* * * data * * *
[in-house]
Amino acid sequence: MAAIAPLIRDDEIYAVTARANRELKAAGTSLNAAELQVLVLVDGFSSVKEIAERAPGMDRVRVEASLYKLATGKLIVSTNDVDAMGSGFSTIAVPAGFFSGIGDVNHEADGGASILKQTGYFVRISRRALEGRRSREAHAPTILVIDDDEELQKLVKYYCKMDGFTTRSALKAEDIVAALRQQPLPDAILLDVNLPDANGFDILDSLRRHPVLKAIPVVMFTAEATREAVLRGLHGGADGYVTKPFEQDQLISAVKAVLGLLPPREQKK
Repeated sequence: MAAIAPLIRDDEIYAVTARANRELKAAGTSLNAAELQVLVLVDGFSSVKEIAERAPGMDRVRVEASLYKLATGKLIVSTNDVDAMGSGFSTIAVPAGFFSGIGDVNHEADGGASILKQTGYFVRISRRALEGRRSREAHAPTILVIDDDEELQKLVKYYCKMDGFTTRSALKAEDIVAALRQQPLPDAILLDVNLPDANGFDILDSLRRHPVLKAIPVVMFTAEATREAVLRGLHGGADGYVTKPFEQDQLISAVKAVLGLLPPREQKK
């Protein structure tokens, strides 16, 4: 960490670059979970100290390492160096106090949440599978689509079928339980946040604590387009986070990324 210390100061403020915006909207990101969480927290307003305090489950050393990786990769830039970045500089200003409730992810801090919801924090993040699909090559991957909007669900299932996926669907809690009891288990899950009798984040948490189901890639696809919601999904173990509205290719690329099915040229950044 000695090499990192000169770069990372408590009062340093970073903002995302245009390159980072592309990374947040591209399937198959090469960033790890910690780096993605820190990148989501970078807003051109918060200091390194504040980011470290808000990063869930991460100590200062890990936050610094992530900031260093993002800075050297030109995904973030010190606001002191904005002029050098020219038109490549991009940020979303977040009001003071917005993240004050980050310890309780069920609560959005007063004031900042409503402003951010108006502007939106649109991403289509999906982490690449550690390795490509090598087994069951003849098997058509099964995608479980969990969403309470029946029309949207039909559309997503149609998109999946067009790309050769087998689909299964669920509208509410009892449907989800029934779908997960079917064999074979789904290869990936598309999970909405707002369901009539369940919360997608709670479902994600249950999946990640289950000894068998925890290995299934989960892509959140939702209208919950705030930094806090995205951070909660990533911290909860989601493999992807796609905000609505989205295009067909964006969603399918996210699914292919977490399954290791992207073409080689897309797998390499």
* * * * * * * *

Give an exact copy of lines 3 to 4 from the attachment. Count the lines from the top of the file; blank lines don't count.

Repeated sequence: MAAIAPLIRDDEIYAVTARANRELKAAGTSLNAAELQVLVLVDGFSSVKEIAERAPGMDRVRVEASLYKLATGKLIVSTNDVDAMGSGFSTIAVPAGFFSGIGDVNHEADGGASILKQTGYFVRISRRALEGRRSREAHAPTILVIDDDEELQKLVKYYCKMDGFTTRSALKAEDIVAALRQQPLPDAILLDVNLPDANGFDILDSLRRHPVLKAIPVVMFTAEATREAVLRGLHGGADGYVTKPFEQDQLISAVKAVLGLLPPREQKK
């Protein structure tokens, strides 16, 4: 960490670059979970100290390492160096106090949440599978689509079928339980946040604590387009986070990324 210390100061403020915006909207990101969480927290307003305090489950050393990786990769830039970045500089200003409730992810801090919801924090993040699909090559991957909007669900299932996926669907809690009891288990899950009798984040948490189901890639696809919601999904173990509205290719690329099915040229950044 000695090499990192000169770069990372408590009062340093970073903002995302245009390159980072592309990374947040591209399937198959090469960033790890910690780096993605820190990148989501970078807003051109918060200091390194504040980011470290808000990063869930991460100590200062890990936050610094992530900031260093993002800075050297030109995904973030010190606001002191904005002029050098020219038109490549991009940020979303977040009001003071917005993240004050980050310890309780069920609560959005007063004031900042409503402003951010108006502007939106649109991403289509999906982490690449550690390795490509090598087994069951003849098997058509099964995608479980969990969403309470029946029309949207039909559309997503149609998109999946067009790309050769087998689909299964669920509208509410009892449907989800029934779908997960079917064999074979789904290869990936598309999970909405707002369901009539369940919360997608709670479902994600249950999946990640289950000894068998925890290995299934989960892509959140939702209208919950705030930094806090995205951070909660990533911290909860989601493999992807796609905000609505989205295009067909964006969603399918996210699914292919977490399954290791992207073409080689897309797998390499």